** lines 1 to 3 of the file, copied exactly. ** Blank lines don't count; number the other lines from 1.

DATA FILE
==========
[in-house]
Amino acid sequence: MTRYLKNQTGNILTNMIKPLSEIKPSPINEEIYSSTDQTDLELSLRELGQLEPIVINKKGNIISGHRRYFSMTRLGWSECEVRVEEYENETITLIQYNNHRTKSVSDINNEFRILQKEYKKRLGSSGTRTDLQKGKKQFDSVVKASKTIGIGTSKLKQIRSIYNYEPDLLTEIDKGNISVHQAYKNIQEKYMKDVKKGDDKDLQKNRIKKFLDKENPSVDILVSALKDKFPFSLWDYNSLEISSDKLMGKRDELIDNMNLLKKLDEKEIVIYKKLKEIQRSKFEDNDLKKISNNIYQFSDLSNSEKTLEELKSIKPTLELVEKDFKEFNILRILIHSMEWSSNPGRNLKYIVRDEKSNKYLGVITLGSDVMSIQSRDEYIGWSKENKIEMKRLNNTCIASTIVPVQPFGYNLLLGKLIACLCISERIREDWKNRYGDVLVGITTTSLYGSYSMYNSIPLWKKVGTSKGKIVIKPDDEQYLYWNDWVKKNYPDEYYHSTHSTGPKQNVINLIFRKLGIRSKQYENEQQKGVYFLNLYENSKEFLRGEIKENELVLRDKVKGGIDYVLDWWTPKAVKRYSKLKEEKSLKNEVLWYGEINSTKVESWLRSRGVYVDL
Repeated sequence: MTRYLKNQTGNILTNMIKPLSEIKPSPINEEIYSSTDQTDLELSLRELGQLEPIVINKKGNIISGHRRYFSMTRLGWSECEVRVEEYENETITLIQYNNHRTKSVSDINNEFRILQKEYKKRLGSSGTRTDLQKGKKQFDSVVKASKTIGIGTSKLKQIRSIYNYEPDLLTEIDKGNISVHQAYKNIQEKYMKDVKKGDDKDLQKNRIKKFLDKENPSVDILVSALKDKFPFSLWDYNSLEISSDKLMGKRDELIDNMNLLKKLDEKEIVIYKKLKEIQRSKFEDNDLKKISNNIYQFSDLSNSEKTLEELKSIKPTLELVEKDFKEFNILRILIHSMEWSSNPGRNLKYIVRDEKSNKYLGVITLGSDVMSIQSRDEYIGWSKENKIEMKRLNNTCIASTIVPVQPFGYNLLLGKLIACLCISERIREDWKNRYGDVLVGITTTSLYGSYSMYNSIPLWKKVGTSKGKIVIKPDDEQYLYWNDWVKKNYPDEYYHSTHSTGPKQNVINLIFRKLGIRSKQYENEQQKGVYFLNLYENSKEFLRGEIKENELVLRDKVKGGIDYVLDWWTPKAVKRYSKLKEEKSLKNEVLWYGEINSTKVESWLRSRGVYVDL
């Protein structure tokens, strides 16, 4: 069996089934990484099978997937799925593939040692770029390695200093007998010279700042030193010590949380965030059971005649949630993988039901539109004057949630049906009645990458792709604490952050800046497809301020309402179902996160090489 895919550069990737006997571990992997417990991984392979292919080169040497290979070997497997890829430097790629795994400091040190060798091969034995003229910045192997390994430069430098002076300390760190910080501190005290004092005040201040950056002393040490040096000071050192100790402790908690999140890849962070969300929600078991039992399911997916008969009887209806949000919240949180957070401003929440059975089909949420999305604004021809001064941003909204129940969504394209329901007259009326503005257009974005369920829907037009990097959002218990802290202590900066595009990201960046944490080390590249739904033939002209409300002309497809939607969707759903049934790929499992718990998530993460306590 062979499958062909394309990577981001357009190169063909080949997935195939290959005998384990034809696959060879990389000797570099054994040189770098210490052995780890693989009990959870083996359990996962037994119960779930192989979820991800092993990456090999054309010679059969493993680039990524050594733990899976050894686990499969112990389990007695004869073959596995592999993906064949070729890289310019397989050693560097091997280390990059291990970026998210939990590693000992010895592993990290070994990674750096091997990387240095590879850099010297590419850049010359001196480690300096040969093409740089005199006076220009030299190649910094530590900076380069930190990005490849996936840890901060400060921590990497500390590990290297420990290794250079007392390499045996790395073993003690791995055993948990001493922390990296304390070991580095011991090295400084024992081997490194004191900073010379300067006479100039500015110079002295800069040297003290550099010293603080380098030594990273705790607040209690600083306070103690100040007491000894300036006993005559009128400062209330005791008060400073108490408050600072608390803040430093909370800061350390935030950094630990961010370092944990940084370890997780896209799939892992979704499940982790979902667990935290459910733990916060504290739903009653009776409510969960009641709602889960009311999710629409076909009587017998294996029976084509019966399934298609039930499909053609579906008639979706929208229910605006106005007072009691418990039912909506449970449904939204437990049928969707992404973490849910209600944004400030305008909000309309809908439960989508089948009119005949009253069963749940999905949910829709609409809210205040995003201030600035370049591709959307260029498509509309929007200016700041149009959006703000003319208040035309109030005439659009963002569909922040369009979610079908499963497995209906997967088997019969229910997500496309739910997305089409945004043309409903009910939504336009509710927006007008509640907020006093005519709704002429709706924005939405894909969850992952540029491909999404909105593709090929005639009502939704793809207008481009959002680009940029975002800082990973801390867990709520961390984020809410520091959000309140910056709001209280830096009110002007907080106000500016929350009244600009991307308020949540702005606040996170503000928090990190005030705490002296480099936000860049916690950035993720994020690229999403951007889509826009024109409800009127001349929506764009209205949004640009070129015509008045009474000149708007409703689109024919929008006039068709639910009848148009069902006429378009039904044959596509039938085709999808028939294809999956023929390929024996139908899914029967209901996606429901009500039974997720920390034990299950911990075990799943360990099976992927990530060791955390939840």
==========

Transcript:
[in-house]
Amino acid sequence: MTRYLKNQTGNILTNMIKPLSEIKPSPINEEIYSSTDQTDLELSLRELGQLEPIVINKKGNIISGHRRYFSMTRLGWSECEVRVEEYENETITLIQYNNHRTKSVSDINNEFRILQKEYKKRLGSSGTRTDLQKGKKQFDSVVKASKTIGIGTSKLKQIRSIYNYEPDLLTEIDKGNISVHQAYKNIQEKYMKDVKKGDDKDLQKNRIKKFLDKENPSVDILVSALKDKFPFSLWDYNSLEISSDKLMGKRDELIDNMNLLKKLDEKEIVIYKKLKEIQRSKFEDNDLKKISNNIYQFSDLSNSEKTLEELKSIKPTLELVEKDFKEFNILRILIHSMEWSSNPGRNLKYIVRDEKSNKYLGVITLGSDVMSIQSRDEYIGWSKENKIEMKRLNNTCIASTIVPVQPFGYNLLLGKLIACLCISERIREDWKNRYGDVLVGITTTSLYGSYSMYNSIPLWKKVGTSKGKIVIKPDDEQYLYWNDWVKKNYPDEYYHSTHSTGPKQNVINLIFRKLGIRSKQYENEQQKGVYFLNLYENSKEFLRGEIKENELVLRDKVKGGIDYVLDWWTPKAVKRYSKLKEEKSLKNEVLWYGEINSTKVESWLRSRGVYVDL
Repeated sequence: MTRYLKNQTGNILTNMIKPLSEIKPSPINEEIYSSTDQTDLELSLRELGQLEPIVINKKGNIISGHRRYFSMTRLGWSECEVRVEEYENETITLIQYNNHRTKSVSDINNEFRILQKEYKKRLGSSGTRTDLQKGKKQFDSVVKASKTIGIGTSKLKQIRSIYNYEPDLLTEIDKGNISVHQAYKNIQEKYMKDVKKGDDKDLQKNRIKKFLDKENPSVDILVSALKDKFPFSLWDYNSLEISSDKLMGKRDELIDNMNLLKKLDEKEIVIYKKLKEIQRSKFEDNDLKKISNNIYQFSDLSNSEKTLEELKSIKPTLELVEKDFKEFNILRILIHSMEWSSNPGRNLKYIVRDEKSNKYLGVITLGSDVMSIQSRDEYIGWSKENKIEMKRLNNTCIASTIVPVQPFGYNLLLGKLIACLCISERIREDWKNRYGDVLVGITTTSLYGSYSMYNSIPLWKKVGTSKGKIVIKPDDEQYLYWNDWVKKNYPDEYYHSTHSTGPKQNVINLIFRKLGIRSKQYENEQQKGVYFLNLYENSKEFLRGEIKENELVLRDKVKGGIDYVLDWWTPKAVKRYSKLKEEKSLKNEVLWYGEINSTKVESWLRSRGVYVDL